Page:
Reimagining Leadership in Global Health: What’s Power Got to Do with It?

Reflections by Mbakulo Joanna, MCLD Uganda Country Coordinator. 

Between the 6-9th of April I was privileged to attend the Global Health conference in Dar es Salaam. The high-level engagement supported by WomenLift Health and Bill & Melinda Gates Foundation was about sharing knowledge, collaborating with others, and being part of the change. 

WLH catered for the participants by paying attention to details for the comfort of all. 

  • The majority of speakers were from Africa which greatly enhanced the experiences being shared. 
  • The conference venue, Julius Nyerere International Convectional Centre was a walking distance from the hotels where participants were accommodating, particularly participants who arrived from outside Dar and yet the conveners still provided standby vehicles for those who preferred not to walk to and from the conference venue. 
  • Information about the conference ranging from agenda, speakers, day events/pictures, updates, and much more were accessible on the WLH app that was made available to all participants.  
  • Travel to and out of Dar es Salaam was arranged by the convener and all we participants had to do was avail ourselves to learn, relearn, share, co-create and be inspired to collectively support the transition towards equitable power sharing.  

At the conference, I participated as a Speaker for the session titled ‘Reimagining Leadership: What’s Power Got to do with it.’ Coming from MCLD, an organization that has reimagined leadership and practiced it, I shared insights (what and how) from the perspective of the Movement for Community-led Development Uganda, as a lived experience. This was conducted in a conversation with other panelists from IPAS, ICRW, and WLH, curated by WLH alumni Sia Nowrojee, Priya Nanda, and Nandini Oomman. 

MCLD is walking the talk- of shifting power and creating models of shared leadership with a vision to democratize and achieve higher and sustainable impact. This is a new dimension of redistributing power where some of us have made bold moves; others are still thinking about how to do it. There are challenges, and risks involved though, we know a journey of thousand miles, begins with one step! During the convening, there was much to learn from the collective experiences of those who have begun the journey of leadership, and the opportunity to inspire and drive the momentum for change towards equality in leadership especially in health systems. In the health sector, women deliver the services led by men. During the conference, more equitable distribution of power was a key ask and strong recommendation. The conference was largely attended by female participants, approximately 95%. My opinion, in the process of redefining power structures, and challenging traditions and cultures, men should be included from the onset.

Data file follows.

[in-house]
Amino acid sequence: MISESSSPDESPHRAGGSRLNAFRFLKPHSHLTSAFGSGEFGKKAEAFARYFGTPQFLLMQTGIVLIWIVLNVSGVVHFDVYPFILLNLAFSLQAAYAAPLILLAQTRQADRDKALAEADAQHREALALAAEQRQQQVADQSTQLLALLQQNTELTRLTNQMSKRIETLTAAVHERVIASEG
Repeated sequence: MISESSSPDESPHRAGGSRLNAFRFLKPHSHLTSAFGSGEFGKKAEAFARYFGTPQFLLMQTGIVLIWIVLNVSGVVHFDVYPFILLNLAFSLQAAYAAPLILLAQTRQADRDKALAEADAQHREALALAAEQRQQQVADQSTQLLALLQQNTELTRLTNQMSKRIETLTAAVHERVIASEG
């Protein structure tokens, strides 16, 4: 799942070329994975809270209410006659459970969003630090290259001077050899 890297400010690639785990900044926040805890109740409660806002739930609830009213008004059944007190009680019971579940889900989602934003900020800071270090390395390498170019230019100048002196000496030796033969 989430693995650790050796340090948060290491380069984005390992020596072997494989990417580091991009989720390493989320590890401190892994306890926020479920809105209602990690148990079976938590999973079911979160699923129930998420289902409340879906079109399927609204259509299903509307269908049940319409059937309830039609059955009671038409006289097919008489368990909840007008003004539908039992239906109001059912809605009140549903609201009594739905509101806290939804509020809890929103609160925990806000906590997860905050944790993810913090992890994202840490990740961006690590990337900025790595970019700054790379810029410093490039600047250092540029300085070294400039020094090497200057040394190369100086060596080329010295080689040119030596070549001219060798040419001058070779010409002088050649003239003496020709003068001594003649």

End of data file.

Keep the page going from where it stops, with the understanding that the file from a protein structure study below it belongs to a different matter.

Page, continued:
My takeaways from the Global Health Conference, 2024: 

  1. Knowledge, insights, or tools I gained from the conference…. WOMEN ARE KEY CATALYSTS FOR SOCIAL AND HEALTH TRANSFORMATION. Given the necessary resources, women can make things happen. 
  2. The most helpful aspect I found about the conference….the LEARNINGS, SHARING EXPERIENCES, and COMPARING NOTES to reimagine leadership and what it means.
  3. Meaningful INTERACTION with conference participants and the INSPIRATION from many other female leaders across the globe particularly from Africa and Asia.

Overall, I feel the objectives of the conference were greatly achieved for example, reimagining health leadership and what good leaders look, act and sound like; highlighting the importance of women’s leadership and diversity of experience, perspectives and expertise towards improving health outcomes; offering a platform for honest conversations with a focus on allyship to catalyze gender equality; establishing the conference as a global platform to share knowledge, inspiration and tangible skills to build active connections to advance women’s journey to leadership in health; equipping emerging and established women leaders and male allies with tangible leadership skills through interactive workshops and trainings; and catalyze concrete action for change. 

To some extent the MCLD Network was strengthened by our presence and participation not only being speakers but also sharing about our work through the distribution of MCLD-U flyers to participants on first day. The network provided inspiration for resilience.